The 3 Ingredients for successful succession

Will Your Enterprise Endure?

As a private client lawyer, I am often asked to advise on business succession. The trigger for this is most often a financial adviser discussing life insurance, and the consequences of death or disability of a person on the business.

 This article summarises the key issues I deal with family business succession.

Whilst life insurance is an important tool in assuring a known financial outcome from the death or disability of a client, it only contributes to a business succession outcome.

If the succession of management and ownership of a business is to occur, the controllers of that enterprise need to manage a large range of factors. This complex task normally includes dealing with the following aspects of the enterprise.


Who are the critical people on whom the business depends? Some 70% of all businesses in Australia meet the definition of a family business. This means that in addition to the normal concerns a business may have about its operations and management, the business needs to have a plan to deal with shareholder and stakeholder engagement in the enterprise.

A family business needs to know is it a family first business or operated by a business first family.

Has the family made a formal decision to retain the business in the next generation or is the value of the business needed to be liquidated to fund the retirement strategies of the business founders?

Is there a non-family manager of the enterprise? How is that person to be replaced? Should they become a shareholder? How is exit to be managed for non-family business leaders and managers?

Are there critical skills in the family which cannot be easily sourced from the employment market?

Do next generation family members have the technical skills and education to continue to drive the business?


Is there a settled strategy that drives the ongoing success of the business?

In the 2015 KPMG Family Business Survey, 43% of businesses surveyed stated “We stick to what we know to do and do it as well or better than anyone else” (Defenders). A further 43% stated “We are innovators and are willing to take the necessary risks of providing new products or services.” (Prospectors). Understanding the type of ongoing resources a business needs to support its ongoing operational strategies is essential for successful business succession. The business owners need to understand the resource requirements for succession before they can establish a funding model for succession.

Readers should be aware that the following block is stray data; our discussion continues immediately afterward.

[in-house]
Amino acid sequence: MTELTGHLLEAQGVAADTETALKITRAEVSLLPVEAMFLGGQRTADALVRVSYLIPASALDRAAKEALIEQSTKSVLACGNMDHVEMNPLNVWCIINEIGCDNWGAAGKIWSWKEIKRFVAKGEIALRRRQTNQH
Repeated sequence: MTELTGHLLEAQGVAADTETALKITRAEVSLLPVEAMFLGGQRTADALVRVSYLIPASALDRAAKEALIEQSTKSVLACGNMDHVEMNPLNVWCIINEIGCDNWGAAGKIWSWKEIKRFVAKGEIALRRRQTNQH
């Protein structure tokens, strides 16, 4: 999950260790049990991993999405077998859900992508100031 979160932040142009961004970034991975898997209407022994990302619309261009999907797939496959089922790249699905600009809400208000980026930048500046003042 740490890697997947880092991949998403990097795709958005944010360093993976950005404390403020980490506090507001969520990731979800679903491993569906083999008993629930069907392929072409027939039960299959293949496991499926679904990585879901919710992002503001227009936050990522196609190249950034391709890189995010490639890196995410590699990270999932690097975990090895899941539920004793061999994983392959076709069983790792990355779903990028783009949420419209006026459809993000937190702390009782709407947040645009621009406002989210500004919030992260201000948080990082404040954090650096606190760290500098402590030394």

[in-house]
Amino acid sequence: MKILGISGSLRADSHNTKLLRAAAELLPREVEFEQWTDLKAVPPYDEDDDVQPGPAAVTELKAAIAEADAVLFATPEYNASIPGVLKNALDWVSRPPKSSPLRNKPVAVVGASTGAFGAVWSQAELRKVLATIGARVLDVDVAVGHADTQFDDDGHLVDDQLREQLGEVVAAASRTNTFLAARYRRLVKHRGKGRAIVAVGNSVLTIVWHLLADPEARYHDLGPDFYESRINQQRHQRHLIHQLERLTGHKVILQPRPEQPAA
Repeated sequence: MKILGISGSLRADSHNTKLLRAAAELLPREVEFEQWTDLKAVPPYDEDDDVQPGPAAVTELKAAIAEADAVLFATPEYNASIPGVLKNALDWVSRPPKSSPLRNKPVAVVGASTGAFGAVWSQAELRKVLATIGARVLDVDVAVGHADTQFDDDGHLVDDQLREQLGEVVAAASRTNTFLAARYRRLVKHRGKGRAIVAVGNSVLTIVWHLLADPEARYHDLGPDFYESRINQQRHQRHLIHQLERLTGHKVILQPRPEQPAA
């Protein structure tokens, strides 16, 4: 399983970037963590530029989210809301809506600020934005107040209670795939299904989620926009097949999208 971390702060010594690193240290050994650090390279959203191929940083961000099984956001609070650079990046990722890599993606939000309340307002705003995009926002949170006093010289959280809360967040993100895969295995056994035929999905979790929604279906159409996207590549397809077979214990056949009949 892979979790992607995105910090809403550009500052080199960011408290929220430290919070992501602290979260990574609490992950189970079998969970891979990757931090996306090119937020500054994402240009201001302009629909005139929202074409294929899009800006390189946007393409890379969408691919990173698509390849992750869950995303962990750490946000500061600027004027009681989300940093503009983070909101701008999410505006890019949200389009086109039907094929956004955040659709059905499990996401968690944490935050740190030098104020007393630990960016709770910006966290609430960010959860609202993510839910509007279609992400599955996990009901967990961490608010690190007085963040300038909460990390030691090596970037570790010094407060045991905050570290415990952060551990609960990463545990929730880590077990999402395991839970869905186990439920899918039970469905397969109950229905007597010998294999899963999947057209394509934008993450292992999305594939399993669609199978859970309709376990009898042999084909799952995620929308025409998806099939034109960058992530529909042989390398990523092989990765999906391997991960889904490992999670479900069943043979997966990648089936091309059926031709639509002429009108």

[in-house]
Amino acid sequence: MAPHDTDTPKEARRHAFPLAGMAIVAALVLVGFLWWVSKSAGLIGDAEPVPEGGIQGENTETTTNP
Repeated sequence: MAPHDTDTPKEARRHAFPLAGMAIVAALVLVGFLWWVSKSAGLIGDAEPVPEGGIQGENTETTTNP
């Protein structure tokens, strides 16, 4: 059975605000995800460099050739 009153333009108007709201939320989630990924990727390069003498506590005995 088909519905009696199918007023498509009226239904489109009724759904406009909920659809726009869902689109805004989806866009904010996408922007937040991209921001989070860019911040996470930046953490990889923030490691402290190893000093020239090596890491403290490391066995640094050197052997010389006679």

Leadership Intentions

In my experience, this needs as to be seen as a duality of leadership that may or may not coincide. The operations and day to day management of the enterprise is normally a part of an executive mandate from shareholders. The business may be led by a family member or a non family CEO or executive. Irrespective of who fulfils that function, the success or not of the enterprise will also depend on the relationship of that executive leader with the family shareholders or stake holders in the business. Balancing the family accountability of the business with its external market forces and internal operational dynamics means that family business succession is a complex task, especially if the business is to be retained across generations.

An approach to business succession

Business succession is rarely an objective that can be achieved just by completing a buy/sell agreement or having a keyman insurance policy.It needs to be seen as a project that will involve the input of a number of professionals including:

• Family Business Consultants
• Lawyers
• Accountants
• Tax advisers
• Financial advisers
• Commercial or business advisers.

Inevitably, the input of these professionals will need to be co-ordinated across the business by a lead adviser or general counsel within the business.

Identifying who will perform this general counsel / co-ordinating role is critical to the success of a business succession project.

No less important is making sure that the business succession project meets the common objectives of the business owners. Defining those common objectives inevitably comes first and so, the most common service sequence for a business succession project remains:

• Consulting
• Advice
• Transactions

Just managing the legal issues, will never be enough if you want to achieve a high quality outcome for the family interests in the business.


Michael Perkins

23 April 2017